Journal of applied animal welfare science : JAAWS | 3 Apr 2013
E Bliss-Moreau, JH Theil and G Moadab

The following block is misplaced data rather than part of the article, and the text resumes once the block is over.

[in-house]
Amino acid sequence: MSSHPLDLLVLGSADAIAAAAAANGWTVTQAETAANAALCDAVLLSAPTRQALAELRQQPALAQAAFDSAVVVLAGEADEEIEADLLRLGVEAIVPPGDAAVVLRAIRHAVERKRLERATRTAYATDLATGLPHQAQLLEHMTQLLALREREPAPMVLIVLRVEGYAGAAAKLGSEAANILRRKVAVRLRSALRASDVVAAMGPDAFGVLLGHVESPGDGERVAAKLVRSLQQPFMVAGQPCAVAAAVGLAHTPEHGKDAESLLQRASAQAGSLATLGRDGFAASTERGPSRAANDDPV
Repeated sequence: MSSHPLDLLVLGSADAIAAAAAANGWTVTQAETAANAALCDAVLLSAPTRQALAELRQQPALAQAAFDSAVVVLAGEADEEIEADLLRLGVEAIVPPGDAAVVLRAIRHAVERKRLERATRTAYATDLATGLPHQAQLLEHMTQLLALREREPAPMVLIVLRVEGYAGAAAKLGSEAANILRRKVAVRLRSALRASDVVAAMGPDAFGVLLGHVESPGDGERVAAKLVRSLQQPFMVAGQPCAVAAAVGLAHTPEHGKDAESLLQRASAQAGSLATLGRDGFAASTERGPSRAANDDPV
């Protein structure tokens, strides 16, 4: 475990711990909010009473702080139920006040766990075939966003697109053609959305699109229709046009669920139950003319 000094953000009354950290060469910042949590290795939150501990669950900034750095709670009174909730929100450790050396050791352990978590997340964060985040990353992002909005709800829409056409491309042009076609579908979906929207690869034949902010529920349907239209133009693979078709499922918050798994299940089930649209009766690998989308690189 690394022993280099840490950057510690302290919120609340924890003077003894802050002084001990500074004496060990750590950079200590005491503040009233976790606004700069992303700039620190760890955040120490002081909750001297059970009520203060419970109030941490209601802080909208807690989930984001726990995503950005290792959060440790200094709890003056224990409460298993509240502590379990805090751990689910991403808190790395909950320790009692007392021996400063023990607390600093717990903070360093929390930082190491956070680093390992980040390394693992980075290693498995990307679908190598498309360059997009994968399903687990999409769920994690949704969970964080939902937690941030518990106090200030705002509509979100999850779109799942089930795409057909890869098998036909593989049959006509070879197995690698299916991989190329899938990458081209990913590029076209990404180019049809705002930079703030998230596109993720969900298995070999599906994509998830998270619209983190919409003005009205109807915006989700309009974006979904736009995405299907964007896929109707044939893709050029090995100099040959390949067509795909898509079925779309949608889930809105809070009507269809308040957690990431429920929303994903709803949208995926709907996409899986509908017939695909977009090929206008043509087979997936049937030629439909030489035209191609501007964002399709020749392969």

It is sometimes necessary for nonhuman primates to be restrained during biomedical and psychosocial research. Such restraint is often accomplished using a “primate chair.” This article details a method for training adult rhesus macaques to cooperate with a chair restraint procedure using positive and negative reinforcement. Successful training was accomplished rapidly in approximately 14 training days. The success of this training technique suggests that this method represents a refinement to traditional techniques. Further, this method worked effectively for animals previously deemed unfit for traditional pole-and-collar training.
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